Financial Times writers Colby Smith and Stephanie Stacey reported yesterday that, "The dollar hit a three-month low on Tuesday and US Treasury yields slid as investors grew increasingly confident that…
Bloomberg writers Aine Quinn and Anuradha Raghu reported today that, “Russia said top agricultural commodities trader Cargill Inc. will stop exporting its grain, the strongest move yet by a major Western crop merchant to pull back from the country.
“As the biggest wheat exporter, Russian shipments are vital to global crop trade and food supplies. A bumper harvest there last year helped wheat futures drop more than 40% from a record reached just after Moscow’s invasion of Ukraine. While Cargill is a big exporter of Russian wheat, the government said the firm’s decision shouldn’t affect overall shipments out of the country.
“The companies that buy, sell and ship the world’s natural resources have reaped massive profits from the supply disruptions caused by the war, but are having to navigate a growing web of sanctions and other curbs as Western governments wrestle with the challenge of ensuring the flow of vital commodities without benefiting Russia. Russian crops aren’t under any sanctions, but trade can be complicated by restrictions on Russian banks and state companies.”
Also today, Reuters writer Olga Popova reported that,
Global commodities trader Cargill Inc has told Russia’s Agriculture Ministry that it will stop exporting Russian grain from the start of the next exporting season, which begins on July 1, the ministry said on Wednesday.
“‘The cessation of its export activities on the Russian market will not affect the volume of domestic grain shipments abroad. The company’s grain export assets will continue to operate regardless of who manages them,’ the agriculture ministry said in a comment to Reuters.”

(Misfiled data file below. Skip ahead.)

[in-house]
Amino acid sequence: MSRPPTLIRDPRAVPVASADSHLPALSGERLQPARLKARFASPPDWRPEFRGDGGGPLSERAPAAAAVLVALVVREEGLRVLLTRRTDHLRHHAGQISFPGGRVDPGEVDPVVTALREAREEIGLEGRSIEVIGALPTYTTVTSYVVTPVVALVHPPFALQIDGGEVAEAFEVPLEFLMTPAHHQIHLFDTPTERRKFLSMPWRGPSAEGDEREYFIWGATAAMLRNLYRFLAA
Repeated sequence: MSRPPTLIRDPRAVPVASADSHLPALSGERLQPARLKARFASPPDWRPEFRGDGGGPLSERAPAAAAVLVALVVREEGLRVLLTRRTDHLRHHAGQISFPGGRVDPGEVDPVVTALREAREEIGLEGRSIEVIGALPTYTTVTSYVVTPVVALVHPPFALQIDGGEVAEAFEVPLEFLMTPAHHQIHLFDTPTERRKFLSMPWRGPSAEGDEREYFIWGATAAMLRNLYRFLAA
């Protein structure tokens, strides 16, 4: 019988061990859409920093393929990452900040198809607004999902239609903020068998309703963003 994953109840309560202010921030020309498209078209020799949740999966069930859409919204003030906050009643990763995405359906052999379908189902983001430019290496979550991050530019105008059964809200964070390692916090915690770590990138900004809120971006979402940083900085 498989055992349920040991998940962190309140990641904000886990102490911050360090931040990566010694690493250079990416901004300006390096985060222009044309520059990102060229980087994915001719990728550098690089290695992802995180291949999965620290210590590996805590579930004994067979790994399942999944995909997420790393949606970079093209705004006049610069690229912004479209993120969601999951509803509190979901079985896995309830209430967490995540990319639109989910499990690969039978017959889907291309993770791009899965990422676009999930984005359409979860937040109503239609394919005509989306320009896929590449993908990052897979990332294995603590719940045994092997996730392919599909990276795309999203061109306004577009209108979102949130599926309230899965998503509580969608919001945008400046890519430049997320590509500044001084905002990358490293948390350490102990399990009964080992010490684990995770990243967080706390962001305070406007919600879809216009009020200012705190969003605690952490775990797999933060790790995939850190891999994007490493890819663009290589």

Meanwhile, Reuters writer Pavel Polityuk reported yesterday that, “Ukraine’s grain exports for the 2022/23 season were down 17.7% to 36.9 million tonnes as of March 27 reflecting a smaller harvest and logistical difficulties caused by Russia’s invasion, agriculture ministry data showed.
“The ministry said Ukraine had exported 44.8 million tonnes of grain as of the same date last year.”
Also yesterday, Dow Jones writer Kirk Maltais reported that, “The rebound of soybean futures after finding a year-low of $14.20 a bushel late last week continued on Tuesday.”
“Soybeans for May delivery rose 1.8%, to $14.67 3/4 a bushel on the Chicago Board of Trade on Tuesday, rising 3% in the past three sessions as fundamentals support a tight supply/demand picture,” Maltais said.
Reuters writer Naveen Thukral reported today that, “Chicago soybean futures slid on Wednesday as prices eased from last session’s one-week high, although concerns over lower production in drought-hit Argentina provided a floor under the market.”
Thukral added that, “Agricultural markets are likely to seek direction from U.S. planting report due on Friday.
“Analysts polled by Reuters ahead of the report on average expect 2023 corn plantings at 90.880 million acres, wheat at 48.852 million acres and soybeans at 88.242 million acres.”
And with respect to U.S., China dialogue, Bloomberg writers Peter Martin, Jenny Leonard and Jennifer Jacobs reported today that, “White House National Security Advisor Jake Sullivan spoke with China’s top diplomat Wang Yi on Friday, people familiar with the matter said, as the two sides look to ease tensions that have continued to build in recent months.
“Sullivan’s previously unreported call took place days before Taiwan’s President Tsai Ing-wen is scheduled to stop in the US en route to Central America, a trip that’s likely to further inflame Beijing’s ire. In a sign of the fraught state of US-China ties, neither side opted to publicize the call between Sullivan and Wang.”
The Bloomberg writers pointed out that, “The official contact also comes as the Biden administration is looking to arrange a phone call between President Joe Biden and China’s President Xi Jinping. US officials had hoped that would have taken place by now, but China has so far rebuffed efforts to arrange a conversation and the Biden administration now expects it won’t occur until Tsai returns home early next month.
“In recent years, relations between the two countries have deteriorated as the the US and China have clashed over everything from trade to technology and the South China Sea.”